print

Nurse Practitioners Filling a Void: March 30, 2012

With the graying of American, more people are expected to make more visits to the doctor.

“Unfortunately there’s fewer physicians going into primary care and patients are living longer, so now we have a focus more on chronic care management how do we keep people healthier longer and give them a good quality of live,” says Arlene Wright, a nurse practitioner with Lee Memorial Health System.

With a nationwide shortage of primary care physicians, nurse practitioners are becoming part of the solution, filling a void in health care.

“We order and interpret tests, we perform physical examinations, we really try to counsel and educate and guide our patients to healthier lifestyles,” says Wright.

Arlene is one of several nurse practitioners with postgraduate educations employed by Lee Memorial Health System.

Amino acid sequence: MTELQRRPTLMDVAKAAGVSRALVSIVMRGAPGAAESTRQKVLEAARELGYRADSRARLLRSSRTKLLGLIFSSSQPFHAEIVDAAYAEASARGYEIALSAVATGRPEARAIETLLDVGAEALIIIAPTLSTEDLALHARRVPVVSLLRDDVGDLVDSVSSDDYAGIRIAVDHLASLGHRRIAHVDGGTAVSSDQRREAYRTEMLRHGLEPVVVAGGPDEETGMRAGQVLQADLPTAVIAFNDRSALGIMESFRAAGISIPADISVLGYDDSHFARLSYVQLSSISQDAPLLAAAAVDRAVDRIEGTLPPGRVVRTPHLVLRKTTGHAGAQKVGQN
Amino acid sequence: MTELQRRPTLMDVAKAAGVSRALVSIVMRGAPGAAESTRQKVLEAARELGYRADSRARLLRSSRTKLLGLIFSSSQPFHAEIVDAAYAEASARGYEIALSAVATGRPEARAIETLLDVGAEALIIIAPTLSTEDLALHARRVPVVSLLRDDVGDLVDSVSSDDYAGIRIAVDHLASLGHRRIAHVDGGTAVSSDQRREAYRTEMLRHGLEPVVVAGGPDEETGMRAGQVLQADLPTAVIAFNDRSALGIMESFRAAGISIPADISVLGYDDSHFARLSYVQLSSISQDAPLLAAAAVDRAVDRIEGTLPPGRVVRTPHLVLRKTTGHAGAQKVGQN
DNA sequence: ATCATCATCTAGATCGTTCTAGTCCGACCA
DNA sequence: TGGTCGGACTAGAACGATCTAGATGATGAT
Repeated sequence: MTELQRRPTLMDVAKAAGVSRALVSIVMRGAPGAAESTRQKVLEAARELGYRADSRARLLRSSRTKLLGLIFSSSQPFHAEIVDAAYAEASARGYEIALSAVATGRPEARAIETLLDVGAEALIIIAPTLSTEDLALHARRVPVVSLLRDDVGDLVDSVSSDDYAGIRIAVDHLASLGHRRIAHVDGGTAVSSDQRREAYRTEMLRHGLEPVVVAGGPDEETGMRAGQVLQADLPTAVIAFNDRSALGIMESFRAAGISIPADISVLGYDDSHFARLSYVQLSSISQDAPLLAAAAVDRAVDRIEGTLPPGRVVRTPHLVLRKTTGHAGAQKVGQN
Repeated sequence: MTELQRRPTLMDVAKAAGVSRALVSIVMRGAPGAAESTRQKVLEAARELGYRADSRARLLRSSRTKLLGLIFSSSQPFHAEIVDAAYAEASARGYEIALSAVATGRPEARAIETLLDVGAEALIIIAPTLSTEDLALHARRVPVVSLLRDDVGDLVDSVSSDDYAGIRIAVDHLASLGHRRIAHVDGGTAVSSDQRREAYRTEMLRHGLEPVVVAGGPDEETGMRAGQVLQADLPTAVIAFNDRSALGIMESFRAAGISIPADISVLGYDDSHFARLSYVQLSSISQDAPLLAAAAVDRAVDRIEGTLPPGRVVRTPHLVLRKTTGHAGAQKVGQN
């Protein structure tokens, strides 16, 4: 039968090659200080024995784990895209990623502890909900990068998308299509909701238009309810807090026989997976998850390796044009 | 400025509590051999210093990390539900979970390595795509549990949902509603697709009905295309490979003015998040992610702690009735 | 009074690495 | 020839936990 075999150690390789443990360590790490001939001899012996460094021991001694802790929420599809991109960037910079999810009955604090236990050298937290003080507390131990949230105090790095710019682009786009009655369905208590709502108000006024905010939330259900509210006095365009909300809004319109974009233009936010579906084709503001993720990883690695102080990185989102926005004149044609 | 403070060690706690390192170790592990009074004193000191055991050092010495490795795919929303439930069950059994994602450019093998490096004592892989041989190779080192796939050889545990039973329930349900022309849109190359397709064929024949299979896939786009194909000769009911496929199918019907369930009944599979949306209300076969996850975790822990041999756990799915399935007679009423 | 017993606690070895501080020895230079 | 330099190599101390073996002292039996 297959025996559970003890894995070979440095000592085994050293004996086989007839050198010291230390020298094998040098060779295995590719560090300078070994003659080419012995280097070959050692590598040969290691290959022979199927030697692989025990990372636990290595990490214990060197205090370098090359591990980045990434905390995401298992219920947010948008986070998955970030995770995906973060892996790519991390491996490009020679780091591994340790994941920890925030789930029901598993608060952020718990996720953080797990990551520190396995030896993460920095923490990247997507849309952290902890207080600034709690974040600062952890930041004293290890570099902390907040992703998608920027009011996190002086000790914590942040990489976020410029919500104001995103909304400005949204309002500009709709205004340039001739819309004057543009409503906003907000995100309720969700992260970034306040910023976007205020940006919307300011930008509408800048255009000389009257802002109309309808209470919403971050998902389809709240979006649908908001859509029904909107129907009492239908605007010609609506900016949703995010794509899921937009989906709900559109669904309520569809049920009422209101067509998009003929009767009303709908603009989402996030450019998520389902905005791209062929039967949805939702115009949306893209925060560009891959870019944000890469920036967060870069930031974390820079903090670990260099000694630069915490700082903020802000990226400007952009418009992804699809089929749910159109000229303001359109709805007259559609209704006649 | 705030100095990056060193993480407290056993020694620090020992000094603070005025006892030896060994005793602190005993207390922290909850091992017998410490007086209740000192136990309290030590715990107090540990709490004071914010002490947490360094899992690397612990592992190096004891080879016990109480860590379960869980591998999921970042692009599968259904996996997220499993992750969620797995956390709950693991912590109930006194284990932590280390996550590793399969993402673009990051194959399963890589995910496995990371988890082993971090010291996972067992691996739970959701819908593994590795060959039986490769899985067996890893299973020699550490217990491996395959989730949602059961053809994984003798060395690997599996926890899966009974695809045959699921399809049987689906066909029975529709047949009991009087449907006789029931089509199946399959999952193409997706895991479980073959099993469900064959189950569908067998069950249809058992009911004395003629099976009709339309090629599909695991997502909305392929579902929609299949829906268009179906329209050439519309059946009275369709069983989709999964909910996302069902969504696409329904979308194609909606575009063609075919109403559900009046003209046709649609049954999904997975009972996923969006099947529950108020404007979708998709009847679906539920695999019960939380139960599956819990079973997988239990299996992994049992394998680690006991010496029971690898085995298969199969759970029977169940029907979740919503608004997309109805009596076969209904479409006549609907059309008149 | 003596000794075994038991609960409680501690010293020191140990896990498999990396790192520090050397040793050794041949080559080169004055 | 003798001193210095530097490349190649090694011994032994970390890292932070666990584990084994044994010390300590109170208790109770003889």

“We are considered expert clinicians. Most of us do have various specialties: primary care, acute care, and subspecialties. We do very similar patterns to physicians, we work in collaboration with physicians.”

Nurse practitioners can prescribe certain drugs and often have more flexible schedules.

“If your physician is too busy or not available we actually have open access where patients are able to get in the same day to get treated,” says Wright.

The luxury of time is a payoff to patients.

“That extra time might mean a patient understanding not only their medication that they’re taking, but their whole disease process and learning what they can do to improve their overall health. So that extra time can come back in volumes,” says Wright.

Nationally the number of nurse practitioners is on the rise as an efficient way to meet health care demand.